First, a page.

Seamstress Agnes Richter was locked away in a mental asylum in the 1890s, and was so determined to have a voice that she embroidered her personal story onto the jacket she wore on the ward. What is the hidden history of people writing their own narratives of going insane? How important is it to listen to the experiences of “mentally ill” people? Is there meaning in madness?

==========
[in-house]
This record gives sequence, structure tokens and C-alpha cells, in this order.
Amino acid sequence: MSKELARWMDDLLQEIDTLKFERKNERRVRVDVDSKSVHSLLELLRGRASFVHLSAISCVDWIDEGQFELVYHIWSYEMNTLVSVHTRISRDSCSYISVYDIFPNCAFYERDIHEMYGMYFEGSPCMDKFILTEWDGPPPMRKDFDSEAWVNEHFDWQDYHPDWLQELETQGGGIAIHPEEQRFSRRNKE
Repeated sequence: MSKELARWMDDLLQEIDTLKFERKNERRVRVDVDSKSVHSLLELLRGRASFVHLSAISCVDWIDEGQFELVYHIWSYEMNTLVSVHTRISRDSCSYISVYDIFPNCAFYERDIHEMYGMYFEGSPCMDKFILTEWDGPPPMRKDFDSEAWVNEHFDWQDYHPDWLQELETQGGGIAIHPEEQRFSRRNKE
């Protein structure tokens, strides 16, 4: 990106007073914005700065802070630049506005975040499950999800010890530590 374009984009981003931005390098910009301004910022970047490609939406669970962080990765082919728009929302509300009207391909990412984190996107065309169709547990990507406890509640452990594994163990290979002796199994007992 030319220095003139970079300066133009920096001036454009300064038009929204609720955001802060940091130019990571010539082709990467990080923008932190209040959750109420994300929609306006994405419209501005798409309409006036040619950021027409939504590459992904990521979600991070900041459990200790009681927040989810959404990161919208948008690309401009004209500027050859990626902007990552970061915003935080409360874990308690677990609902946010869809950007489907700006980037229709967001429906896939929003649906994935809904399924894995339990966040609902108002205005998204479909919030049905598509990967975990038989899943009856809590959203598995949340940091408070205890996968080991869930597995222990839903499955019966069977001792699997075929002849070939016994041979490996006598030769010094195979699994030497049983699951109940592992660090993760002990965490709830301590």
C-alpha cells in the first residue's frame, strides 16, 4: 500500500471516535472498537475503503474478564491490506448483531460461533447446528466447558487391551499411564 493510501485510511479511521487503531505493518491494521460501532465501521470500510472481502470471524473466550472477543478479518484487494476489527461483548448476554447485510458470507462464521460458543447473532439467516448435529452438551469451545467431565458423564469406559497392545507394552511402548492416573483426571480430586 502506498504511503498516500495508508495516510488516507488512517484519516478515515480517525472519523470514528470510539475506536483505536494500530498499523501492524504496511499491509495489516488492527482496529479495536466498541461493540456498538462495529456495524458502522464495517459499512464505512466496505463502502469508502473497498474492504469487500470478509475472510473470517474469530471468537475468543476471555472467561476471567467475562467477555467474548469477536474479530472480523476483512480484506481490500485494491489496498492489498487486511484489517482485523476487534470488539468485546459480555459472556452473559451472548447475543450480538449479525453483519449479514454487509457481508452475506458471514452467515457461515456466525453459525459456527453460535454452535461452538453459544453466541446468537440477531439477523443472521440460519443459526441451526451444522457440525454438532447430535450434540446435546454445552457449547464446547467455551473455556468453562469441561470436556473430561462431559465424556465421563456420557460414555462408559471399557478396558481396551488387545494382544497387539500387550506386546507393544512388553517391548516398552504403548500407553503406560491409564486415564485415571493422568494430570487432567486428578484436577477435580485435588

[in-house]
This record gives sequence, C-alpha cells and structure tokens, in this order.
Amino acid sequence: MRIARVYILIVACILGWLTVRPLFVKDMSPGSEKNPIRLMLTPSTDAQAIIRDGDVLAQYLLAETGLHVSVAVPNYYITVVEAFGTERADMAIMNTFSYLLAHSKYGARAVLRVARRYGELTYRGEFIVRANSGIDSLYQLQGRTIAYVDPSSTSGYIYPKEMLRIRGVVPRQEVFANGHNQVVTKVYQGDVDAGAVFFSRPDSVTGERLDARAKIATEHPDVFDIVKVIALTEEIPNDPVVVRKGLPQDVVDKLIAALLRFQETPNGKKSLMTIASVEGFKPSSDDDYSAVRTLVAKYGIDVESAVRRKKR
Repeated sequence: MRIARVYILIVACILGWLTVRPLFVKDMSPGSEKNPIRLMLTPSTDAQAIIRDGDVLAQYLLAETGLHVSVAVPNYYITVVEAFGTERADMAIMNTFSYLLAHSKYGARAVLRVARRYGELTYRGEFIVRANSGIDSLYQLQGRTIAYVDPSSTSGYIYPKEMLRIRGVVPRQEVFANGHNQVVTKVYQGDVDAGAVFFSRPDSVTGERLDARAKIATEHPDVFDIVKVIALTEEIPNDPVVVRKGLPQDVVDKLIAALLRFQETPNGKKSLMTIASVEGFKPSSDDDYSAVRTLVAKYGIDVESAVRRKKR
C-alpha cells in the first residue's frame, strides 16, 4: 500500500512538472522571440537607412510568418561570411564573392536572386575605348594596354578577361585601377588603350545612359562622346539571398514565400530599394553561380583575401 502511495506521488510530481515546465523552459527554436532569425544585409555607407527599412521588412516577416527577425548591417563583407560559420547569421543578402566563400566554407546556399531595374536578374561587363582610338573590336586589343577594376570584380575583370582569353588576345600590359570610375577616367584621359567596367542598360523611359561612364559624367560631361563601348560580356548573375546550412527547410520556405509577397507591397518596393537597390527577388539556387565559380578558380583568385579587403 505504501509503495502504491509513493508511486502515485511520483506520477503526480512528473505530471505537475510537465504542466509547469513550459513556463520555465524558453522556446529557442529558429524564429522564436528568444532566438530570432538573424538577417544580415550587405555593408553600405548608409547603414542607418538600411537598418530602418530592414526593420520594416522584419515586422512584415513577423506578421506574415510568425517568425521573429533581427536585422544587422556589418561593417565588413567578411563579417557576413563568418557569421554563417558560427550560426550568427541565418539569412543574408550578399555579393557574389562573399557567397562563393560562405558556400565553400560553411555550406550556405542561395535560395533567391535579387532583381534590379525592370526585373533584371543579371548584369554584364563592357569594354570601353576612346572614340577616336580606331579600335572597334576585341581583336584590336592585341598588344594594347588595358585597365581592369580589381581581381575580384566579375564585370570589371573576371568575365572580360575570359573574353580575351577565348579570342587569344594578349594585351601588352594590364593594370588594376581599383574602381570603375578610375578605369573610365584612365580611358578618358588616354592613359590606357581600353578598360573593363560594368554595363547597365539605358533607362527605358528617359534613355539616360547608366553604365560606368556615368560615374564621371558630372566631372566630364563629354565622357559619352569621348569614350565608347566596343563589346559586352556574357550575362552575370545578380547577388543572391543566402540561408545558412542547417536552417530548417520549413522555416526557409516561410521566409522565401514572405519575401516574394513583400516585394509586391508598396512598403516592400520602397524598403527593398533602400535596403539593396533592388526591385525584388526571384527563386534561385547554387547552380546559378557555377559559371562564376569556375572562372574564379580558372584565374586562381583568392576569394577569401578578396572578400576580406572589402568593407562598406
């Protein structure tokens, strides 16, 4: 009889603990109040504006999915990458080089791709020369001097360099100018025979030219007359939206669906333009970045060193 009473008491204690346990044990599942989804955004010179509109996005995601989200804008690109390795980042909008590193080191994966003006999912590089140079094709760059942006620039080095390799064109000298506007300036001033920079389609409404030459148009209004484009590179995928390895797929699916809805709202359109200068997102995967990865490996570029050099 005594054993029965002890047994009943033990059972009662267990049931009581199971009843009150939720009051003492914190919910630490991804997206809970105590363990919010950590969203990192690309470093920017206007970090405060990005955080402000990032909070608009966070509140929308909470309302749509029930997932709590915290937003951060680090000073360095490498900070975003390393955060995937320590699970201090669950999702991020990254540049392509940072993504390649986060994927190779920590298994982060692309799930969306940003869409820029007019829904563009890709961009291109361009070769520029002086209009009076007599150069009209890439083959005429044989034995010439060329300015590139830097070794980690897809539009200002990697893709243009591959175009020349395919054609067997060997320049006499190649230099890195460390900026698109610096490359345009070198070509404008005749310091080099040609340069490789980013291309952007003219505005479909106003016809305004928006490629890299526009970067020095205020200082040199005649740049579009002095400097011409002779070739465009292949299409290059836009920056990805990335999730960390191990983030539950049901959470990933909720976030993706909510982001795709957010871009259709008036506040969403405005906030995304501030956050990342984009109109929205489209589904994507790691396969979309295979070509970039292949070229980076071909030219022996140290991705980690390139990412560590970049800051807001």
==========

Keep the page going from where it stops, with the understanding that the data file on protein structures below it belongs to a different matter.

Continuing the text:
Gail Hornstein, Mt. Holyoke College professor and author of Agnes’s Jacket: A Psychologist’s Search for the Meanings of Madness, discusses the work of the Hearing Voices Movement in the UK, peer run support communities including Freedom Center in the US, and why professionals should let patients speak for themselves.